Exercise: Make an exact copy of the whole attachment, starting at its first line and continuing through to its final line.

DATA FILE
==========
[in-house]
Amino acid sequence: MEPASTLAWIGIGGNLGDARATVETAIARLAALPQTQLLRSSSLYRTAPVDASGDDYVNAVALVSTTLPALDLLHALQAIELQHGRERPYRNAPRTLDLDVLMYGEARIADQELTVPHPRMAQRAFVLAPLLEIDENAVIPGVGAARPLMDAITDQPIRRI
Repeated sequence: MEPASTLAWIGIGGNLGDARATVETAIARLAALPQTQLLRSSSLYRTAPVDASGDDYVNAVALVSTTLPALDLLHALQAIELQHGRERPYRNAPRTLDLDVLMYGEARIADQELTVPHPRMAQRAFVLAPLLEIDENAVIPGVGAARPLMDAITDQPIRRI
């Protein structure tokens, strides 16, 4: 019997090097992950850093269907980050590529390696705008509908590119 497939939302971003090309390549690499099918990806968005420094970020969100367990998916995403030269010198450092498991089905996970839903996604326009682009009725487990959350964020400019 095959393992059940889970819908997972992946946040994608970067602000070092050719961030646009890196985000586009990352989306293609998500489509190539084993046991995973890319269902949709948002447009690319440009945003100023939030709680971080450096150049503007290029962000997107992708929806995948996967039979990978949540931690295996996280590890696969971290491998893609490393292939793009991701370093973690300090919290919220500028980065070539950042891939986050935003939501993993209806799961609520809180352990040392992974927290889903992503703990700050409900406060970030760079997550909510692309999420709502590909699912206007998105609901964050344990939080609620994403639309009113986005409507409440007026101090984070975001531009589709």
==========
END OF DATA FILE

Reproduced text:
[in-house]
Amino acid sequence: MEPASTLAWIGIGGNLGDARATVETAIARLAALPQTQLLRSSSLYRTAPVDASGDDYVNAVALVSTTLPALDLLHALQAIELQHGRERPYRNAPRTLDLDVLMYGEARIADQELTVPHPRMAQRAFVLAPLLEIDENAVIPGVGAARPLMDAITDQPIRRI
Repeated sequence: MEPASTLAWIGIGGNLGDARATVETAIARLAALPQTQLLRSSSLYRTAPVDASGDDYVNAVALVSTTLPALDLLHALQAIELQHGRERPYRNAPRTLDLDVLMYGEARIADQELTVPHPRMAQRAFVLAPLLEIDENAVIPGVGAARPLMDAITDQPIRRI
């Protein structure tokens, strides 16, 4: 019997090097992950850093269907980050590529390696705008509908590119 497939939302971003090309390549690499099918990806968005420094970020969100367990998916995403030269010198450092498991089905996970839903996604326009682009009725487990959350964020400019 095959393992059940889970819908997972992946946040994608970067602000070092050719961030646009890196985000586009990352989306293609998500489509190539084993046991995973890319269902949709948002447009690319440009945003100023939030709680971080450096150049503007290029962000997107992708929806995948996967039979990978949540931690295996996280590890696969971290491998893609490393292939793009991701370093973690300090919290919220500028980065070539950042891939986050935003939501993993209806799961609520809180352990040392992974927290889903992503703990700050409900406060970030760079997550909510692309999420709502590909699912206007998105609901964050344990939080609620994403639309009113986005409507409440007026101090984070975001531009589709």